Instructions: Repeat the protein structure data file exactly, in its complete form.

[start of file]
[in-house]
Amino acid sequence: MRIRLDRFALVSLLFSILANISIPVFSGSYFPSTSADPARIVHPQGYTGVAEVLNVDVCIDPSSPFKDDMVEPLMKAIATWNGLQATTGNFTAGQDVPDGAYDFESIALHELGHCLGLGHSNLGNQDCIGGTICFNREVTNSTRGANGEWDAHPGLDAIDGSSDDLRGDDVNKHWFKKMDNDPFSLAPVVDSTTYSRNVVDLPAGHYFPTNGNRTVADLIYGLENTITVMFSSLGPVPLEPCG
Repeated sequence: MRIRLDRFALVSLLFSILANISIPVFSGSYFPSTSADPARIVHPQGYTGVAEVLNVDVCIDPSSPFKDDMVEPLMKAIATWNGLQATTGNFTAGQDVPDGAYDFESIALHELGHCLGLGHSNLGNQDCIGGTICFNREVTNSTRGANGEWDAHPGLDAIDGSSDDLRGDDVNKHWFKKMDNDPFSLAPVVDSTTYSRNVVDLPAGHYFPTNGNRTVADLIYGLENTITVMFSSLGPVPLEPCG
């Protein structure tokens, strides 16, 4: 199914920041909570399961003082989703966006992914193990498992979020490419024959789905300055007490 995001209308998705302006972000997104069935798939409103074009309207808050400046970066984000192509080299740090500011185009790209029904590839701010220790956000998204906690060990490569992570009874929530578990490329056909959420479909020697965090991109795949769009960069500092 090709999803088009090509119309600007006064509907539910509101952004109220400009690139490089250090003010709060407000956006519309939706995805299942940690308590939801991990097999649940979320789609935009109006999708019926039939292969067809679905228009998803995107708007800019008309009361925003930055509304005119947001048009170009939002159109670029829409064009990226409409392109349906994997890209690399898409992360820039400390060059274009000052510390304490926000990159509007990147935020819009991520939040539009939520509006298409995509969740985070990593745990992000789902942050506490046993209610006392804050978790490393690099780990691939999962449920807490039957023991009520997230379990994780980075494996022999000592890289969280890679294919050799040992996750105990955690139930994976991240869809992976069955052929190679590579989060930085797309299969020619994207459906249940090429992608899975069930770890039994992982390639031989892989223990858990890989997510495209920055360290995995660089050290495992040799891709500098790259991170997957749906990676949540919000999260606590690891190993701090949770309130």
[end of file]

[in-house]
Amino acid sequence: MRIRLDRFALVSLLFSILANISIPVFSGSYFPSTSADPARIVHPQGYTGVAEVLNVDVCIDPSSPFKDDMVEPLMKAIATWNGLQATTGNFTAGQDVPDGAYDFESIALHELGHCLGLGHSNLGNQDCIGGTICFNREVTNSTRGANGEWDAHPGLDAIDGSSDDLRGDDVNKHWFKKMDNDPFSLAPVVDSTTYSRNVVDLPAGHYFPTNGNRTVADLIYGLENTITVMFSSLGPVPLEPCG
Repeated sequence: MRIRLDRFALVSLLFSILANISIPVFSGSYFPSTSADPARIVHPQGYTGVAEVLNVDVCIDPSSPFKDDMVEPLMKAIATWNGLQATTGNFTAGQDVPDGAYDFESIALHELGHCLGLGHSNLGNQDCIGGTICFNREVTNSTRGANGEWDAHPGLDAIDGSSDDLRGDDVNKHWFKKMDNDPFSLAPVVDSTTYSRNVVDLPAGHYFPTNGNRTVADLIYGLENTITVMFSSLGPVPLEPCG
């Protein structure tokens, strides 16, 4: 199914920041909570399961003082989703966006992914193990498992979020490419024959789905300055007490 995001209308998705302006972000997104069935798939409103074009309207808050400046970066984000192509080299740090500011185009790209029904590839701010220790956000998204906690060990490569992570009874929530578990490329056909959420479909020697965090991109795949769009960069500092 090709999803088009090509119309600007006064509907539910509101952004109220400009690139490089250090003010709060407000956006519309939706995805299942940690308590939801991990097999649940979320789609935009109006999708019926039939292969067809679905228009998803995107708007800019008309009361925003930055509304005119947001048009170009939002159109670029829409064009990226409409392109349906994997890209690399898409992360820039400390060059274009000052510390304490926000990159509007990147935020819009991520939040539009939520509006298409995509969740985070990593745990992000789902942050506490046993209610006392804050978790490393690099780990691939999962449920807490039957023991009520997230379990994780980075494996022999000592890289969280890679294919050799040992996750105990955690139930994976991240869809992976069955052929190679590579989060930085797309299969020619994207459906249940090429992608899975069930770890039994992982390639031989892989223990858990890989997510495209920055360290995995660089050290495992040799891709500098790259991170997957749906990676949540919000999260606590690891190993701090949770309130």